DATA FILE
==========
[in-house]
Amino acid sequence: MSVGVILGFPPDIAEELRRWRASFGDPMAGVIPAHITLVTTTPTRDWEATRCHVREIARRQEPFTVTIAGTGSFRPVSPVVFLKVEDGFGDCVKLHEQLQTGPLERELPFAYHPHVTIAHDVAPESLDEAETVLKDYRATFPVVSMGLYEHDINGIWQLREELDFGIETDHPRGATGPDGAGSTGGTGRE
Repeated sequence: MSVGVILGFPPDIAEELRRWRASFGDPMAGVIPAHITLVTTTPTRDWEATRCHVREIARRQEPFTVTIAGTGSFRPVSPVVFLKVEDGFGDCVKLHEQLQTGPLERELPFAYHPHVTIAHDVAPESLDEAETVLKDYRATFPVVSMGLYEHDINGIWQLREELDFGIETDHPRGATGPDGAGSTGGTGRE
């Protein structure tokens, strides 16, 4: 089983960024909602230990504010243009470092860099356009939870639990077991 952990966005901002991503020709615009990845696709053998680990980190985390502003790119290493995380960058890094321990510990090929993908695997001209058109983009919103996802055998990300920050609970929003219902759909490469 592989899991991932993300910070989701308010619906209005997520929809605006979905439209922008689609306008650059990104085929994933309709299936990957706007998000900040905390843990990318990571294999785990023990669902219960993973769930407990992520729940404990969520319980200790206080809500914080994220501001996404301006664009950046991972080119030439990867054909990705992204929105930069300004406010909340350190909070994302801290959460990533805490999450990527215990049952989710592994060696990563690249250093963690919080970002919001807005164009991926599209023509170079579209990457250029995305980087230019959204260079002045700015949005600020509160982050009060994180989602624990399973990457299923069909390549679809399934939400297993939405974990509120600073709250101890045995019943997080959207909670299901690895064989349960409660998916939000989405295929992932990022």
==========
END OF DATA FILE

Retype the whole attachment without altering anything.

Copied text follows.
[in-house]
Amino acid sequence: MSVGVILGFPPDIAEELRRWRASFGDPMAGVIPAHITLVTTTPTRDWEATRCHVREIARRQEPFTVTIAGTGSFRPVSPVVFLKVEDGFGDCVKLHEQLQTGPLERELPFAYHPHVTIAHDVAPESLDEAETVLKDYRATFPVVSMGLYEHDINGIWQLREELDFGIETDHPRGATGPDGAGSTGGTGRE
Repeated sequence: MSVGVILGFPPDIAEELRRWRASFGDPMAGVIPAHITLVTTTPTRDWEATRCHVREIARRQEPFTVTIAGTGSFRPVSPVVFLKVEDGFGDCVKLHEQLQTGPLERELPFAYHPHVTIAHDVAPESLDEAETVLKDYRATFPVVSMGLYEHDINGIWQLREELDFGIETDHPRGATGPDGAGSTGGTGRE
């Protein structure tokens, strides 16, 4: 089983960024909602230990504010243009470092860099356009939870639990077991 952990966005901002991503020709615009990845696709053998680990980190985390502003790119290493995380960058890094321990510990090929993908695997001209058109983009919103996802055998990300920050609970929003219902759909490469 592989899991991932993300910070989701308010619906209005997520929809605006979905439209922008689609306008650059990104085929994933309709299936990957706007998000900040905390843990990318990571294999785990023990669902219960993973769930407990992520729940404990969520319980200790206080809500914080994220501001996404301006664009950046991972080119030439990867054909990705992204929105930069300004406010909340350190909070994302801290959460990533805490999450990527215990049952989710592994060696990563690249250093963690919080970002919001807005164009991926599209023509170079579209990457250029995305980087230019959204260079002045700015949005600020509160982050009060994180989602624990399973990457299923069909390549679809399934939400297993939405974990509120600073709250101890045995019943997080959207909670299901690895064989349960409660998916939000989405295929992932990022």